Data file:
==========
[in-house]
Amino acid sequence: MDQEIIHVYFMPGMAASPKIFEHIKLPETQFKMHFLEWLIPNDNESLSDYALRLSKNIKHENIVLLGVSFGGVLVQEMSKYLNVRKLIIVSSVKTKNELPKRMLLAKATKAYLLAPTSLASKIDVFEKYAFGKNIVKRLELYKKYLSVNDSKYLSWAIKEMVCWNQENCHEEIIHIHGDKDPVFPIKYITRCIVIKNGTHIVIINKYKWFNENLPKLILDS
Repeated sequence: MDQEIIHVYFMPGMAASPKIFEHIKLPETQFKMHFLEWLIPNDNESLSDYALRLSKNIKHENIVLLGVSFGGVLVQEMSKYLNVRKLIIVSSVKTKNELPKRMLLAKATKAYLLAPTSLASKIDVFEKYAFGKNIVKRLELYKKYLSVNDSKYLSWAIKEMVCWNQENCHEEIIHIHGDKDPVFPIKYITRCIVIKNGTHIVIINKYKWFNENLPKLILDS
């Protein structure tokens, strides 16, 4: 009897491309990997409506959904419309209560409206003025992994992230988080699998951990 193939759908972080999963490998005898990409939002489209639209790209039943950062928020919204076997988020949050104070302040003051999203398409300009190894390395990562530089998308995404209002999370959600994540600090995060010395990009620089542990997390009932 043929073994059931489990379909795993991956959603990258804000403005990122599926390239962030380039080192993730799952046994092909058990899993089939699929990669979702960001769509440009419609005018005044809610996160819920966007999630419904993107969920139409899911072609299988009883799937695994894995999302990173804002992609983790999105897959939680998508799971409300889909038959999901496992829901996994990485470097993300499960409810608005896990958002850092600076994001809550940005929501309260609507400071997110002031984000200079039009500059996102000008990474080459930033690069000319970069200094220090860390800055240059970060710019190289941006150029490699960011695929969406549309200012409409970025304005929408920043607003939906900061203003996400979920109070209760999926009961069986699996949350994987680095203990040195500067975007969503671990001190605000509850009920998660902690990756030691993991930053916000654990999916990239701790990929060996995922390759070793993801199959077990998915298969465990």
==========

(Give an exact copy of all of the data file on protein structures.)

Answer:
[in-house]
Amino acid sequence: MDQEIIHVYFMPGMAASPKIFEHIKLPETQFKMHFLEWLIPNDNESLSDYALRLSKNIKHENIVLLGVSFGGVLVQEMSKYLNVRKLIIVSSVKTKNELPKRMLLAKATKAYLLAPTSLASKIDVFEKYAFGKNIVKRLELYKKYLSVNDSKYLSWAIKEMVCWNQENCHEEIIHIHGDKDPVFPIKYITRCIVIKNGTHIVIINKYKWFNENLPKLILDS
Repeated sequence: MDQEIIHVYFMPGMAASPKIFEHIKLPETQFKMHFLEWLIPNDNESLSDYALRLSKNIKHENIVLLGVSFGGVLVQEMSKYLNVRKLIIVSSVKTKNELPKRMLLAKATKAYLLAPTSLASKIDVFEKYAFGKNIVKRLELYKKYLSVNDSKYLSWAIKEMVCWNQENCHEEIIHIHGDKDPVFPIKYITRCIVIKNGTHIVIINKYKWFNENLPKLILDS
């Protein structure tokens, strides 16, 4: 009897491309990997409506959904419309209560409206003025992994992230988080699998951990 193939759908972080999963490998005898990409939002489209639209790209039943950062928020919204076997988020949050104070302040003051999203398409300009190894390395990562530089998308995404209002999370959600994540600090995060010395990009620089542990997390009932 043929073994059931489990379909795993991956959603990258804000403005990122599926390239962030380039080192993730799952046994092909058990899993089939699929990669979702960001769509440009419609005018005044809610996160819920966007999630419904993107969920139409899911072609299988009883799937695994894995999302990173804002992609983790999105897959939680998508799971409300889909038959999901496992829901996994990485470097993300499960409810608005896990958002850092600076994001809550940005929501309260609507400071997110002031984000200079039009500059996102000008990474080459930033690069000319970069200094220090860390800055240059970060710019190289941006150029490699960011695929969406549309200012409409970025304005929408920043607003939906900061203003996400979920109070209760999926009961069986699996949350994987680095203990040195500067975007969503671990001190605000509850009920998660902690990756030691993991930053916000654990999916990239701790990929060996995922390759070793993801199959077990998915298969465990």